I wrote this review of ‘Online courts & the future of justice‘ by Richard Susskind before the coronavirus turned into a pandemic that has totally disrupted normal life in this country – and in the process, trashed the government’s spending plans for (probably) years to come. I make the point in this book review that the Justice system has always suffered from under-investment but in the new normal we now live in, we can safely assume there will be even less money to be spent on online courts and judicial technology…
Susskind: the Marmite man
The difficulty of writing a review of any Richard Susskind book is you know you are dealing with a Marmite man people either love or hate. Half your audience are inwardly groaning ‘Oh no, he’s not still banging on about the same subject he’s been going on about since The Future of Law in 1996?’ (Yes, he is.) While the other half – the Susskindistas – regard him as a guru of almost mythical proportions and would rush to attend one of his lectures even if he was just reading the contents of a telephone directory.
My issue with Susskind – and it is one I have consistently held for the best part of a quarter century – is that while his books are full of well meaning hopes and aspirations (Susskind is the ultimate ‘conversation starter’ to borrow a tag from Facebook) there is a disconnect between them and the real world the rest of us live in.
Quite simply the problem with the Justice system (in probably every country on the planet) is money. It is starved of cash so we don’t have enough courts, we don’t have enough judges, and we don’t have enough money to fund a decent legal aid systems so citizens can afford to access the justice system. Of course we could have more money if we paid more taxes – but no politician is ever going to run for election on a platform of ‘more taxes, for more judges’.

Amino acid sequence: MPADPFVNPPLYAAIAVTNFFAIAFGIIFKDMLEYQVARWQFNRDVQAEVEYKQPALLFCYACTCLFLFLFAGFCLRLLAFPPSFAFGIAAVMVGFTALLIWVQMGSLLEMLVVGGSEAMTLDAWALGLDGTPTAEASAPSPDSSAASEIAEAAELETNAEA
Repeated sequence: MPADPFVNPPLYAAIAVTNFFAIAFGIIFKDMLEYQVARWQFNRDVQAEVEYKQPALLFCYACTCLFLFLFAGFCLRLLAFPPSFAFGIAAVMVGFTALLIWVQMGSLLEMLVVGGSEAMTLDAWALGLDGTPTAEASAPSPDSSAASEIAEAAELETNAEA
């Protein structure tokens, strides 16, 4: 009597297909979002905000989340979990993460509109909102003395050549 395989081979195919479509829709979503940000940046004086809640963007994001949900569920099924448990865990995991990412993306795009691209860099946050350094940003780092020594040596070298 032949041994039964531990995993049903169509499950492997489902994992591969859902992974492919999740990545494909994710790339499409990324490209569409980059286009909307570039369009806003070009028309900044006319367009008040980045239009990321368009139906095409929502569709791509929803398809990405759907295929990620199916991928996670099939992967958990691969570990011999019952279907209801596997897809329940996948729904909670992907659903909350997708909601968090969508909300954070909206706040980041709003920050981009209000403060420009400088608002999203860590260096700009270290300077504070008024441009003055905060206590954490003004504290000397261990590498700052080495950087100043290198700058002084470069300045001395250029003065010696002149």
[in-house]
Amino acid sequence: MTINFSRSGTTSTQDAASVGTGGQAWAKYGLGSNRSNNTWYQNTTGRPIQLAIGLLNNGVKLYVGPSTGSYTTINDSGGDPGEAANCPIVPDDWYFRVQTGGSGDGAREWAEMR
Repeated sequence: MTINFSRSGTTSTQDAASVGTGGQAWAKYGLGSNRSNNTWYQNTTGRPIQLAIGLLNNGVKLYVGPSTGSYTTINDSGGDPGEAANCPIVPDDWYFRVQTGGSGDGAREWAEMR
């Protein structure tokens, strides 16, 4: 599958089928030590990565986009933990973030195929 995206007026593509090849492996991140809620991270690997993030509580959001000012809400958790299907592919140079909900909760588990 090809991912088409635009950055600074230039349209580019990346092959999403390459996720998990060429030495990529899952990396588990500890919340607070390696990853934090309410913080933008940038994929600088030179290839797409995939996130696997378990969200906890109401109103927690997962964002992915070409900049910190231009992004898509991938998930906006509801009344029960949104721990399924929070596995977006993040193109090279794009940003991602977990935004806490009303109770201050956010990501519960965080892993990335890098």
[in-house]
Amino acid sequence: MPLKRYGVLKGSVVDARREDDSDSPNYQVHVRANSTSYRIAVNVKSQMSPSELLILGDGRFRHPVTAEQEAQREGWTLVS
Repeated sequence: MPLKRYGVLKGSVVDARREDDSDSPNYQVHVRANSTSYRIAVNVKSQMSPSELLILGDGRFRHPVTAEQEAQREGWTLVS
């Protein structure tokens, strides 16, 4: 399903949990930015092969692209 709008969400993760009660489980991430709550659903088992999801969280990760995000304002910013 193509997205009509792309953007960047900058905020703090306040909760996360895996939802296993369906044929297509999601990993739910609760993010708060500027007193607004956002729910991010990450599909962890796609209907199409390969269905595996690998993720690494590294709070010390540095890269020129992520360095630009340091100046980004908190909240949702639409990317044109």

People have priorities and for most people ‘law’ is a distress purchase you only buy in an emergency – and that you also sincerely hope you will never actually need.
Indeed, with the exception of conveyancing charges, a lot of people actually do manage to get through life without ever having to cross a solicitor’s doorstep or enter a court. What people can’t do without are health services – you can’t hope you won’t get sick – education, and public transport. If individuals are going to pay more in taxes, then they’d rather the money went on doctors, schools and trains that ran on time.
This brings us to the first big flaw in Susskind’s book – which puts forward a well argued case for how technology and online courts might deliver a better and more accessible justice system – is that if there is not enough money to keep the conventional courts system going (legal aid and all that) then where is all the money to come from to fund this new futuristic infrastructure? In the real world there are no magic money trees.